George Harrison originally disliked it; fans had long assumed it would never be released. But the “final” song by the Beatles, Now and Then, is being released at 2pm GMT, an unexpected last flourish for arguably the UK’s greatest band.
“It’s a big moment,” says Dr Holly Tessler of the University of Liverpool, who specialises in the Beatles’ history and legacy. “It’s strange to think that a band that broke up more than 50 years ago is telling you that this is our last song … in a way, Paul and Ringo, who are both in their 80s, are drawing a line. It’s a very sweet moment I suspect for almost all Beatles fans; it feels like an ending. So I do think it’s significant.”
The song features musical contributions from all four members of the group including guitar recorded by the late George Harrison in 1995, and vocals by John Lennon drawn from the song’s original late-70s demo. It was written and sung by Lennon at his home in New York City’s Dakota building, where he was murdered in 1980.
Then, in 1994, Yoko Ono, Lennon’s widow, handed the demo to Paul McCartney, in a cassette labelled “For Paul”. It also contained vocals from Lennon for the tracks Free As a Bird and Real Love, which were worked into completed songs by McCartney, Harrison and Ringo Starr, and released in 1995 as part of the Beatles’ multimedia archive project Anthology. But Harrison’s widow Olivia has said George “felt the technical issues with [Now and Then] were insurmountable and concluded that it was not possible to finish the track to a high enough standard”. It has been shelved ever since.
Philip Norman, who has written biographies of Lennon, McCartney and Harrison as well as the acclaimed Shout! The True Story of the Beatles, explains: “Strangely enough it was always George Harrison who was at heads with Paul McCartney about releasing this song during the 1990s; George had previously said it was not good enough to release. Now with AI it has been brought technologically up to date.”
That AI tech has been used to better isolate Lennon’s voice – though McCartney has been at pains to confirm “nothing has been artificially or synthetically created. It’s all real and we all play on it.” The Lennon vocal was then folded into new parts for the song recorded by McCartney and Starr, and guitar lines recorded by Harrison in 1995, plus a new string arrangement.
Olivia Harrison said George “would have wholeheartedly joined Paul and Ringo in completing the recording of Now and Then”. McCartney has called the project “quite emotional”, adding: “In 2023, to still be working on Beatles music, and about to release a new song the public haven’t heard, I think it’s an exciting thing.”
Norman calls the release “a huge event”, but believes that despite the benefits of AI technology for voice and quality enhancement, Now and Then won’t capture the energy and sense of unity that can be heard in other Beatles songs. “They really had the ‘group mind’, which psychologists talk about; they artistically coexisted as an organism together. I don’t think it will capture that.”
He hasn’t heard it, but believes Now and Then, originally written alone by Lennon, will therefore deviate from the traditional Beatles sound. “John Lennon wasn’t normally a lead vocalist – they were always very unified as a band,” he says. “It was the greatest quality they had, and it’s what made the breakup so tragic. They had the choral male sound, and that was unusual before the Beatles came together. And then suddenly everyone started copying that.”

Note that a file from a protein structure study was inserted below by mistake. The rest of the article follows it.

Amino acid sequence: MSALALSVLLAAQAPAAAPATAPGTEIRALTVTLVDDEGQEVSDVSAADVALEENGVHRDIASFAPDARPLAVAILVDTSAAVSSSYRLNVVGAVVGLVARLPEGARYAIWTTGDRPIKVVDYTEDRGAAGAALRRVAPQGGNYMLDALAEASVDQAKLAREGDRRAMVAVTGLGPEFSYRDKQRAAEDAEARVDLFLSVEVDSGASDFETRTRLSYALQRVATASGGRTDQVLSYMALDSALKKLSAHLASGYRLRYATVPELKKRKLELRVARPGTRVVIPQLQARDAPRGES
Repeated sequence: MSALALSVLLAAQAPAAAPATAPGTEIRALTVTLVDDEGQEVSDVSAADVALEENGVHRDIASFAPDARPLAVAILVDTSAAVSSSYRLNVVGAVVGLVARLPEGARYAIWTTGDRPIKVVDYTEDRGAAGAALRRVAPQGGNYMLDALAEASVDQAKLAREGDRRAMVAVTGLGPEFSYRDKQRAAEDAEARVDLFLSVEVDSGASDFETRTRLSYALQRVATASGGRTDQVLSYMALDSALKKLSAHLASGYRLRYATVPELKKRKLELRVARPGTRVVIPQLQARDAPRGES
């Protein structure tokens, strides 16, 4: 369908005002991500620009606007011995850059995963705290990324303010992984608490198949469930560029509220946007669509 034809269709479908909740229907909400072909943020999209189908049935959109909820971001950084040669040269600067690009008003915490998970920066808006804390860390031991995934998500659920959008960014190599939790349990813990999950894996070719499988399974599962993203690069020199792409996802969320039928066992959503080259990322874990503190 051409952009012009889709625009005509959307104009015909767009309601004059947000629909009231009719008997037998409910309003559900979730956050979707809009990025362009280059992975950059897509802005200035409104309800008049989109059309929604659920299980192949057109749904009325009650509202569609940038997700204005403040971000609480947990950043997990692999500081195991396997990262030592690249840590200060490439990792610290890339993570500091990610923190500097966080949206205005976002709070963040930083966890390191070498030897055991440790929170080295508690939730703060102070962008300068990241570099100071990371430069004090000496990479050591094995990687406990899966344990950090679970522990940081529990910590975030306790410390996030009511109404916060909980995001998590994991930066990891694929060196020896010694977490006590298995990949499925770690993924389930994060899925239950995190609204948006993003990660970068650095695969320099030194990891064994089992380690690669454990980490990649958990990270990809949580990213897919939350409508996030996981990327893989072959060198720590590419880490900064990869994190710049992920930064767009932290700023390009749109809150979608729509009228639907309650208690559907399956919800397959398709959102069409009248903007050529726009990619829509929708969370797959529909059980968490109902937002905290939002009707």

Norman says Now and Then “is really a reminder of John’s almost-isolation. He was talking to Yoko Ono saying ‘why are people covering Paul’s songs more than my songs’. His legacy is secure, but he was a very insecure person.”
Tessler predicts that the release of Now and Then also has the potential to change the way the entire band’s legacy is viewed, and how they are understood culturally. “Anyone who’s 53 and under has lived in a world where there’s no Beatles at all,” she says. “When they broke up in 1970 it wasn’t particularly amicable. What I think this does is give them a chance to soften this breakup and make it more poignant. A natural ending – rather than it being four young angry men saying they don’t want to work together any more.
“This is an enduring friendship that’s run the course of a lifetime. You can’t erase history but it will give us a different understanding of the Beatles, who are still working together in some form from the 1960s through to 2023.”
Visual artist Ed Ruscha has created the artwork for the single, while the music video to accompany the track is being helmed by Lord of the Rings and The Hobbit director Peter Jackson, who also directed the eight-hour Beatles documentary Get Back in 2021 – the film used the same AI technology to pick apart recordings of songs for their final two albums, Abbey Road and Let It Be.
The video is set to feature previously unseen footage of the band, given to Jackson by Olivia Harrison, Lennon’s son Sean and Pete Best, the band’s original drummer who left in 1962. Best, Jackson said, provided “a few precious seconds of the Beatles performing in their leather suits, the earliest known film of the Beatles and never seen before”.
A separate 12-minute making-of film about the new song, Now and Then – The Last Beatles Song, is available on YouTube, and physical versions of Now and Then (on 12-inch and seven-inch vinyl, cassette and CD) are available to pre-order before going on sale on Friday. There will also be expanded and newly mixed versions of the compilations 1962-1966 and 1967-1970 (known as the Red and Blue albums) released on 10 November.